The Bangladesh Diaries – II

So I wrote a short piece about my visit to the Liberation War Museum for Express Tribune:

As a Pakistani schooled in a sanitised version of history, the museum makes one cringe with revulsion. Skulls and bones recovered from a killing field in Mirpur, Dhaka, stare at you from a glass cupboard. A black and white image shows vultures picking at the bodies of those left for dead. In another image, a snake is stretched out on the back of a dead body — an unknown victim of the cyclone that battered East Pakistan in 1970, and led to increased feelings of alienation amongst East Pakistanis with the slow aid response from West Pakistan. Lewd sketches of women are among the graffiti found in a Pakistan Army camp.

My tour guide turns to me, “You tell me, how can we forgive or forget this?”

You can read the entire article here. But I also recommend that you read the comment section. And after you’re done banging your head against the wall at the state of some Pakistanis’ perception of history and the extent of denial, please take a look at some of these photographs:


And bones.

The cyclone.

You can see the rest of the pictures from the museum here.

In retrospect, I’m not surprised that some people do think that the fall of Dhaka was due to an “Indian” or “international” conspiracy – after all, this is what they’re learning in their textbooks. But one would think – and this is very important – that if one has access to the internet and can spend their time leaving comments on say, Express Tribune’s website, surely they’d have time to, I don’t know, Google Bangladesh? Maybe read a bit of alternative history as opposed to the one they’ve been subjected to? Or is that asking too much?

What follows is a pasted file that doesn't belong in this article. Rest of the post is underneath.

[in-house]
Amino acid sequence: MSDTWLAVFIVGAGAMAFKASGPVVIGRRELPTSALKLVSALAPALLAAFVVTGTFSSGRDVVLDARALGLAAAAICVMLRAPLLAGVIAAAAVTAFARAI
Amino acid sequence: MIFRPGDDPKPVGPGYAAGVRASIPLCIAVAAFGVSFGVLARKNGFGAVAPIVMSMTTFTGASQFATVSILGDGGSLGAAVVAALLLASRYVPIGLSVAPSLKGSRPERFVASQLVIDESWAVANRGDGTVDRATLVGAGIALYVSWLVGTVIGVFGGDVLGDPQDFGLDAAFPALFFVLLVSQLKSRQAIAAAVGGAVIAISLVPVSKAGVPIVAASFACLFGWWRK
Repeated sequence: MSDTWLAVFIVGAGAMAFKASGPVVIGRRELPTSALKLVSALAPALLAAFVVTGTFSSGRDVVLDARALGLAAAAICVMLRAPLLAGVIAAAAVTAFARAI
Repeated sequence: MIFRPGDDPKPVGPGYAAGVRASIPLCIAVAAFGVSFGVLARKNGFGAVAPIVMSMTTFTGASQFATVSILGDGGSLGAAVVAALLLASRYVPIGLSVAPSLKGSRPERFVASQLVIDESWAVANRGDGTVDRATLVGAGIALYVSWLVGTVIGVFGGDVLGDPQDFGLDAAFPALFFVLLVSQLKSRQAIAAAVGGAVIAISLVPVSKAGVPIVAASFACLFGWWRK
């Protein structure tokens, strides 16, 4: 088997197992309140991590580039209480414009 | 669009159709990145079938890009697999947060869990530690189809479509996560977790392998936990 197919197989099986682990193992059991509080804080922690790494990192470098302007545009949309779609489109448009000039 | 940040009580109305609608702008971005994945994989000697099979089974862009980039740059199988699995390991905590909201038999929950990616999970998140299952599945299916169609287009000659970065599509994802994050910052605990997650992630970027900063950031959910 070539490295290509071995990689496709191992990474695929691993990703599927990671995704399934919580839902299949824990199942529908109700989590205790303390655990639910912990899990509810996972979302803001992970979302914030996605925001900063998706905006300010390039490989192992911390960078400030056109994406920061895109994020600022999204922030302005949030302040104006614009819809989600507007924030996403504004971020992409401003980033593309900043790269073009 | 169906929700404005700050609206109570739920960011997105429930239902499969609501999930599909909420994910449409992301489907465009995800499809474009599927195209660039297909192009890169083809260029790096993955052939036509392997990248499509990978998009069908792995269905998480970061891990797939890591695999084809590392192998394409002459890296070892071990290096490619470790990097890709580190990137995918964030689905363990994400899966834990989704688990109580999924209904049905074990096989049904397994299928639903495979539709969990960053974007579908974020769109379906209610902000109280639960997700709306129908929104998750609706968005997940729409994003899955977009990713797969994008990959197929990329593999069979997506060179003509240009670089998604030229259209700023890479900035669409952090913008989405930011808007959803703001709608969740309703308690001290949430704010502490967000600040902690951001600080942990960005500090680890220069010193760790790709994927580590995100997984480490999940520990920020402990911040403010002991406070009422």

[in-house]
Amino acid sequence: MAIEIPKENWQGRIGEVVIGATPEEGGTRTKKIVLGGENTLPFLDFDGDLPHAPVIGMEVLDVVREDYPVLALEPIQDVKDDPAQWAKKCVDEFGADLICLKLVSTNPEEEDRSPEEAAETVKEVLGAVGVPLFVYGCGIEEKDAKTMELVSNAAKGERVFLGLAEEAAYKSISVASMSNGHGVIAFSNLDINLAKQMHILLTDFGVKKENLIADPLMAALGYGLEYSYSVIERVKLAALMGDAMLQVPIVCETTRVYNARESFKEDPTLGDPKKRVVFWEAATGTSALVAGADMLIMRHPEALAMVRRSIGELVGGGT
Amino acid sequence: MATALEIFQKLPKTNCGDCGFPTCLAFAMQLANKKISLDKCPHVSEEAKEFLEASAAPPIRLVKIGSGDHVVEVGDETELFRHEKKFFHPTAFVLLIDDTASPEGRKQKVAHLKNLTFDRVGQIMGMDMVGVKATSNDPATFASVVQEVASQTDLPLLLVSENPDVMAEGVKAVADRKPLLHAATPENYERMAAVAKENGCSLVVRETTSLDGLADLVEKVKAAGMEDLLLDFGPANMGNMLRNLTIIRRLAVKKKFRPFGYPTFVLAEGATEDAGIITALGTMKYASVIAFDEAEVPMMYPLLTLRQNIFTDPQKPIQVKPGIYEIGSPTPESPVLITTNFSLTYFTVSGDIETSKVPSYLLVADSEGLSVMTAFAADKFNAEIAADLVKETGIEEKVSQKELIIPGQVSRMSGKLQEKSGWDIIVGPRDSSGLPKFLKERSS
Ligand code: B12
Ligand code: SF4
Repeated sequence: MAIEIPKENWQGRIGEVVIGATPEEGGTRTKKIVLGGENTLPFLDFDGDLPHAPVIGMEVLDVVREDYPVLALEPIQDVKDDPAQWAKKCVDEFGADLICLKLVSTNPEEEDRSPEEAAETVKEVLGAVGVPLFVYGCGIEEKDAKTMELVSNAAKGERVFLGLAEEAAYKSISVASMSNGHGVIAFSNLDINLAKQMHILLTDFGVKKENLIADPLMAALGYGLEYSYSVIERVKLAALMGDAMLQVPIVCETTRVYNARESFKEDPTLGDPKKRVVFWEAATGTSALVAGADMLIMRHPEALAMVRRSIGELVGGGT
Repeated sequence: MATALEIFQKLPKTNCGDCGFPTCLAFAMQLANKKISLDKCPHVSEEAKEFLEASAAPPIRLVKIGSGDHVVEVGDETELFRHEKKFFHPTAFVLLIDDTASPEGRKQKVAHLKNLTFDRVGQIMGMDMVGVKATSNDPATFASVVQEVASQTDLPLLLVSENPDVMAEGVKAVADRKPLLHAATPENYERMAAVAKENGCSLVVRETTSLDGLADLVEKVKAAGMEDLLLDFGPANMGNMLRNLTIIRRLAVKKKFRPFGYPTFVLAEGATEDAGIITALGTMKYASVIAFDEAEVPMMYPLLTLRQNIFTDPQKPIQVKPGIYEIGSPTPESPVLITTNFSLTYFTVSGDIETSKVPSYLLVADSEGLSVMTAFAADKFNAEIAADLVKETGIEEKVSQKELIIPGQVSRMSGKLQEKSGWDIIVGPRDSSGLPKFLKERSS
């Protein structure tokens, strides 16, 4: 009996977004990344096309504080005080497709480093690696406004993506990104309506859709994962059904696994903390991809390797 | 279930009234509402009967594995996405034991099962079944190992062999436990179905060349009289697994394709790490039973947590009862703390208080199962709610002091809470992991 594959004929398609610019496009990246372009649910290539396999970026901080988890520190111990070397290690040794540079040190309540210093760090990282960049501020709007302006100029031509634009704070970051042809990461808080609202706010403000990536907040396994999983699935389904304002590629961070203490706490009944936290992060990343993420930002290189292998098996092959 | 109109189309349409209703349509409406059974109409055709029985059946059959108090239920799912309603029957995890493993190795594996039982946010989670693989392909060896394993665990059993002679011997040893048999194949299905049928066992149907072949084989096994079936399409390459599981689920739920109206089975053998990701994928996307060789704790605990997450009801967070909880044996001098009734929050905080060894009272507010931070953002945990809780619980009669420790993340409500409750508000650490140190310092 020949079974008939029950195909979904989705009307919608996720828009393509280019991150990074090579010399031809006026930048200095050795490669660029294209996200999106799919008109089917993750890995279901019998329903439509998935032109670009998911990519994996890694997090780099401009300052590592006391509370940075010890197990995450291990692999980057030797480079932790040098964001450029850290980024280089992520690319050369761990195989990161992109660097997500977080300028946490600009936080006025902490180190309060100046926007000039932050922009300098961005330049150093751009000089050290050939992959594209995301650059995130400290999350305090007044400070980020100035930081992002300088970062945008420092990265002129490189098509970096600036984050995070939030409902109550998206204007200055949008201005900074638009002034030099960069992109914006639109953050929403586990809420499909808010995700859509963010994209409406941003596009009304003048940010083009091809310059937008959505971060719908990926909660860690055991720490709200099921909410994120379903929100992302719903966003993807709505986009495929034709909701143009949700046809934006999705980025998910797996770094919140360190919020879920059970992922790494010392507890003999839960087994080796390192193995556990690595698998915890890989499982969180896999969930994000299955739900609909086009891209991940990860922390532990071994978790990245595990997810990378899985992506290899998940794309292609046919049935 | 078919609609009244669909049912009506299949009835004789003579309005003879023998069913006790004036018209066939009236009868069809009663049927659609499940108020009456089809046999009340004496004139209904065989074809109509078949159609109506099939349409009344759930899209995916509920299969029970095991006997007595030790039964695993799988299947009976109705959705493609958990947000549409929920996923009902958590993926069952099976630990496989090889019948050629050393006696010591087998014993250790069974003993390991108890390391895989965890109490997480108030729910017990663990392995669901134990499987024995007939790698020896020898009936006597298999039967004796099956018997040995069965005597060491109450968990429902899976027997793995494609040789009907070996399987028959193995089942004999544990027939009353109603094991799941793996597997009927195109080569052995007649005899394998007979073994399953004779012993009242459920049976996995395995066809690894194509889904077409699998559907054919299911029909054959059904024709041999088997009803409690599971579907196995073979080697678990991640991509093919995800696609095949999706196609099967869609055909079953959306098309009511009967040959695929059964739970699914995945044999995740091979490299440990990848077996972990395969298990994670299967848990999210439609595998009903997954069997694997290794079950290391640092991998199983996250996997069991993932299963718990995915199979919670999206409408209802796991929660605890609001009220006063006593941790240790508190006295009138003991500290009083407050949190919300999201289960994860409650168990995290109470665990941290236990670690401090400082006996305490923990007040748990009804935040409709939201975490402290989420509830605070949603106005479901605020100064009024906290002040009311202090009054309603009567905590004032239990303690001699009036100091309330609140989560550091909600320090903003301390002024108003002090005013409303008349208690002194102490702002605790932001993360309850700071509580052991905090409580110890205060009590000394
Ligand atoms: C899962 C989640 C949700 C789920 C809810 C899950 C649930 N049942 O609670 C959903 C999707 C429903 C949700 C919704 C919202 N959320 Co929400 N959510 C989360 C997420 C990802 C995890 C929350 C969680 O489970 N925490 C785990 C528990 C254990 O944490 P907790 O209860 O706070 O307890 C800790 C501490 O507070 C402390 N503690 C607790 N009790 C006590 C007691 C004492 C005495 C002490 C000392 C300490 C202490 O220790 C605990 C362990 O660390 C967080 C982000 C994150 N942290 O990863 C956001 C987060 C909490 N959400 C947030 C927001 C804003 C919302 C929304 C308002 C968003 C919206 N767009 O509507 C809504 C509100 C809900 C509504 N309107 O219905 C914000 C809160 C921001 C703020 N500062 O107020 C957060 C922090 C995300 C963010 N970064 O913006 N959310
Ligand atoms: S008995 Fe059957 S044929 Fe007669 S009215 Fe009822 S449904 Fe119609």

1. Agar garmi na hoti tau zaroor google kartey, but what to do the soaring mercury has “kharab-ed” the Google search engine.

  2. Fraz said:

    But there is always a high probability to exaggerate any historical incident. certianly, Army did a huge cleansing but it was as it is going on in Balochistan. National security.

  3. why should we be surprised huma?

    did we not keep hamoodur rehman report under wraps for the longest time and then grudgingly released it after it was leaked?

    we truly belong to denialistan!

  4. @Huma: Nude sketches do not prove sexual abuse. If teens were drawing nudes in their school toilets, you would translate it as they raped their fellows? The separation of the two wings was a result of political unrest, linguistic anarchy and chaos created as a result of power politics within the East Pakistan. Bengali Language Movement of 1952, Poor Response of the West Pak on 1970 Cyclone in EP, A. K. Fazlul Huq of Krishak-Sramik Party and later Sheikh Mujeeb ur Rehman; all contibuted to separation of the two wings of Pakistan. Who is to be blamed? Perhaps all of them.

  5. @huma We need to rise as a nation. We need to learn from the past and make a resolution that we wont repeat what our forefathers did. We have to adopt virtues of Nationalism, Hard work, Honesty, Loyalty, Transparency and Justice, and i am afraid we are not adopting them.

  6. @All.
    As far as denial of the facts is concerned, we should not deny, rather we should recognize our weaknesses and try to mend them. But at the same time, we should not beat the drum of our “findings”. Nowhere in the world, such things are disclosed. Can you name a single country whose media does not protect her interests? We the ,Pakistanis, have become obsessed with “naked truth”. We keep on chanting the slogans of ” free media”. Tell me why does the Indian and Western Medias keep on mentioning Pakistan China Relations in quotes? Why not these medias point their fingers on Israel and India as sponsors of terrorism? Wake up folks. Do not kill your image as a nation in friendly fire.

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